Loin of hare, creamed celeriac tart, haunch braised in chocolate beer

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Hare is a beautiful meat, well worth seeking out at your local butchers for its deep gamey flavour. Kevin Mangeolles serves it with bitter chocolate and rich creamed celeriac for a perfect winter meal. If preferred, you can make a hare stock for the beer-braised haunches to give an extra rich finish.

First published in 2015




Hare loins

Chocolate beer-braised haunches

Thyme pastry

Creamed celeriac



  • Chamber sealer
  • Water bath
  • Vacuum bags
  • 10cm pastry cutter


Preheat a water bath to 85°C
To begin, prepare the braised hare haunches. Sweat down the onion in a dash of oil in a small pan until softened. Leave to cool then add to a vacuum bag with the hare thighs, beer, juniper, garlic and thyme. Seal in a chamber sealer and cook in the water bath for 5 hours
Remove the thighs from the bag and strain the juices into a pan. Add the stock, reduce to a sauce consistency and stir in the chocolate. Pick the meat from the bone in large pieces and add to the sauce. Keep warm
Preheat the oven to 150°C/gas mark 2
To make the thyme pastry, mix the flour and butter until you reach a fine sandy texture, then add the water, thyme leaves and egg yolk. Mix until you have a smooth dough
Roll the dough out until 1/2cm in thickness and cut out four 10cm circles. Place in the freezer for 20 minutes to firm up. Transfer to the oven and cook for 15 minutes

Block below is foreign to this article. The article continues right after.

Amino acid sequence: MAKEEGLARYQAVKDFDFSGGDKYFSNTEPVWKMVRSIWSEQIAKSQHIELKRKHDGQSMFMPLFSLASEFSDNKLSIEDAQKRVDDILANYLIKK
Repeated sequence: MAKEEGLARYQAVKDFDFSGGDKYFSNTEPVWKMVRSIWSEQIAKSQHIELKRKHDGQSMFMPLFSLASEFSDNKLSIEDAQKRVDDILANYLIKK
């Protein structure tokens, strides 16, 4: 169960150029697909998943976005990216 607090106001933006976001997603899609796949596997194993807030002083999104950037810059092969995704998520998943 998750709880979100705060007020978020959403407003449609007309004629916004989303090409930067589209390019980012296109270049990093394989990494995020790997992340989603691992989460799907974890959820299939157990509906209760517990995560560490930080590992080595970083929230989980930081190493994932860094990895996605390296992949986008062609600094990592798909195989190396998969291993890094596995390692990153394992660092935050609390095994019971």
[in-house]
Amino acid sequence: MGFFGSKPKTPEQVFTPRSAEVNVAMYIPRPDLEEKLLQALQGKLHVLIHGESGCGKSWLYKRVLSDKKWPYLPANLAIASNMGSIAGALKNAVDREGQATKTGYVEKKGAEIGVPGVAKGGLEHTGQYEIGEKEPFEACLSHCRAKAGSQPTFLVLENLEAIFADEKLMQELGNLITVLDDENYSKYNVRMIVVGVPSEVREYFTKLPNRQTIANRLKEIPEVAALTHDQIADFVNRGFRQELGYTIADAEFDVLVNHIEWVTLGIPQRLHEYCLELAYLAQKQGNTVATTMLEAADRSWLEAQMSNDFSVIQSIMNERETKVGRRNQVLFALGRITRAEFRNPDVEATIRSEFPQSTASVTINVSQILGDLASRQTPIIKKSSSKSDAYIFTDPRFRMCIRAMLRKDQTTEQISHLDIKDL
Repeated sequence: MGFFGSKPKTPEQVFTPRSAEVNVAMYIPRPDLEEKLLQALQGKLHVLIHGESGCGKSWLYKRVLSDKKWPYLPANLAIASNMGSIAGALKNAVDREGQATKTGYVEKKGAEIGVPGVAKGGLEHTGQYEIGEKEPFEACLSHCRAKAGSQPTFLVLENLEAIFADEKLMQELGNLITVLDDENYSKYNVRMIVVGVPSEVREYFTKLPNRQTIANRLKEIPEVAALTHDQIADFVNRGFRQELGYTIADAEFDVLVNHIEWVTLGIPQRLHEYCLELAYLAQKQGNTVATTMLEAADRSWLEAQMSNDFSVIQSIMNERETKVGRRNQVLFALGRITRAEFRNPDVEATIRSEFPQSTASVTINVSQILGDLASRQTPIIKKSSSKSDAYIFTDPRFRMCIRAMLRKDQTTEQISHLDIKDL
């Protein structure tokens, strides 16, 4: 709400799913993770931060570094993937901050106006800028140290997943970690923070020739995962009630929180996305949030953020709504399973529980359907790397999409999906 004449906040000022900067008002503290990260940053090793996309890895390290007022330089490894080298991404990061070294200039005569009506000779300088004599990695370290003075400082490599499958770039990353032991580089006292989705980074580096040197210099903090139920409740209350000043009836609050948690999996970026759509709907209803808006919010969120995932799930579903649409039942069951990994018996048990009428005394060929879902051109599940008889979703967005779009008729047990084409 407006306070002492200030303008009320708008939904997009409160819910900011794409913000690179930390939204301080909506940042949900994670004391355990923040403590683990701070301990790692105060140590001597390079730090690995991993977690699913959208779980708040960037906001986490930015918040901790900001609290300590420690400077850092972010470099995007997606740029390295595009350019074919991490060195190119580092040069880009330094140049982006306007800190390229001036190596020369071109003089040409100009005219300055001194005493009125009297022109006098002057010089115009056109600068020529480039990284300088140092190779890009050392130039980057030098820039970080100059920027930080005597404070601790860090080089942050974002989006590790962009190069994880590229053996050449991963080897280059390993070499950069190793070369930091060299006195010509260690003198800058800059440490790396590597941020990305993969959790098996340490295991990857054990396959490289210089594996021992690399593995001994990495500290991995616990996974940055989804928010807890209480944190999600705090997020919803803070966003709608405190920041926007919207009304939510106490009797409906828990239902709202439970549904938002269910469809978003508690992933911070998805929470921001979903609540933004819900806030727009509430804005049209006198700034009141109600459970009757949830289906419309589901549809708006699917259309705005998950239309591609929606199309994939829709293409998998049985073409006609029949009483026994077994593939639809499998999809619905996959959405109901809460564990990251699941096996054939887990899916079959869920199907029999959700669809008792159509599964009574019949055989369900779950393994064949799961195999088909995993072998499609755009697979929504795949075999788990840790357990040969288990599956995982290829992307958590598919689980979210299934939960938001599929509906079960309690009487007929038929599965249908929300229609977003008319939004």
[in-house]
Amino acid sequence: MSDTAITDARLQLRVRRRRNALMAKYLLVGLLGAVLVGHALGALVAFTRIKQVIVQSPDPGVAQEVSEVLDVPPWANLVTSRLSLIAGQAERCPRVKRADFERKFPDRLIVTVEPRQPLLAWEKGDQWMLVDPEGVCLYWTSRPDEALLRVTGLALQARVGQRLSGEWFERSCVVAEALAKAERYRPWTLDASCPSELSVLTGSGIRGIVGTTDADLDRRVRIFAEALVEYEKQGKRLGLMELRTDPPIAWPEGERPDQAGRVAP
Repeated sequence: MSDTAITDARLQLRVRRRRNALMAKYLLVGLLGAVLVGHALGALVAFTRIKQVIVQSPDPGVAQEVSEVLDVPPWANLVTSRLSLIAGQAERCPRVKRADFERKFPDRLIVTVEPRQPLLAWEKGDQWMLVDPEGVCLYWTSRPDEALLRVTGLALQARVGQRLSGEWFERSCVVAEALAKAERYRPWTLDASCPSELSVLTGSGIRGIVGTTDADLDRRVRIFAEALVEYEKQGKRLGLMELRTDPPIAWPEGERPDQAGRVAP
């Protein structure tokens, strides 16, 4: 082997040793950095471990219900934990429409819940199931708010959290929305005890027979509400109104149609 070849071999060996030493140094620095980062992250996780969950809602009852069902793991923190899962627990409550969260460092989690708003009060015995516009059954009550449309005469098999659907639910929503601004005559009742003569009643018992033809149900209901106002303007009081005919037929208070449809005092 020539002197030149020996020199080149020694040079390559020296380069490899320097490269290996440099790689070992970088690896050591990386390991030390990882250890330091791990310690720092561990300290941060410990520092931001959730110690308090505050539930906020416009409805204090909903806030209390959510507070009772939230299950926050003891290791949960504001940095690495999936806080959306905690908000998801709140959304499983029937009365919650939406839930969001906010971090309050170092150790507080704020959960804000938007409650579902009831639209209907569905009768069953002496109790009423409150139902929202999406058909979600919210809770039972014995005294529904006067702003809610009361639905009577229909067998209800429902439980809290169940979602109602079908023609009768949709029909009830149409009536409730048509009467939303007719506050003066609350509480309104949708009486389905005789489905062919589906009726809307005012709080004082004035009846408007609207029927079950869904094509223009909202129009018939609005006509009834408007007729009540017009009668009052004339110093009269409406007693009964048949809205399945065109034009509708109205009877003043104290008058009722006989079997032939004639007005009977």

For the creamed celeriac, grate the celeriac and transfer to a pan with the melted butter. Cook until softened, add the cream and reduce until you have a thick creamy consistency. Add the mustard and season with salt
Preheat the water bath to 60°C
Trim any sinew from the saddles and place into a vacuum bag with a sprig of thyme, salt and a dash of oil. Seal and cook in the water bath for 15 minutes
Roughly chop the cabbage and blanch the leaves in boiling salted water for 1 minute before refreshing in iced water. To serve, heat a saucepan over a medium heat with a knob of butter and warm the cabbage through
Remove the hare loin from the bag and drain on kitchen paper. Heat a frying pan over a high heat and sear the hare loin until caramelised. Leave to rest for a few minutes then carve lengthways to serve
To plate, place a pastry circle on the plate and spoon some creamed celeriac on top. Cover with the loin and arrange some buttered cabbage and the braised haunch around the outside of the tart. Finish with a little grated bitter chocolate and serve
First published in 2015

Given the name of Chef Kevin Mangeolles’s restaurant – The Neptune, in Hunstanton, Norfolk – you’d be right to suspect that the chef has an affinity for quarry caught with net or hook.

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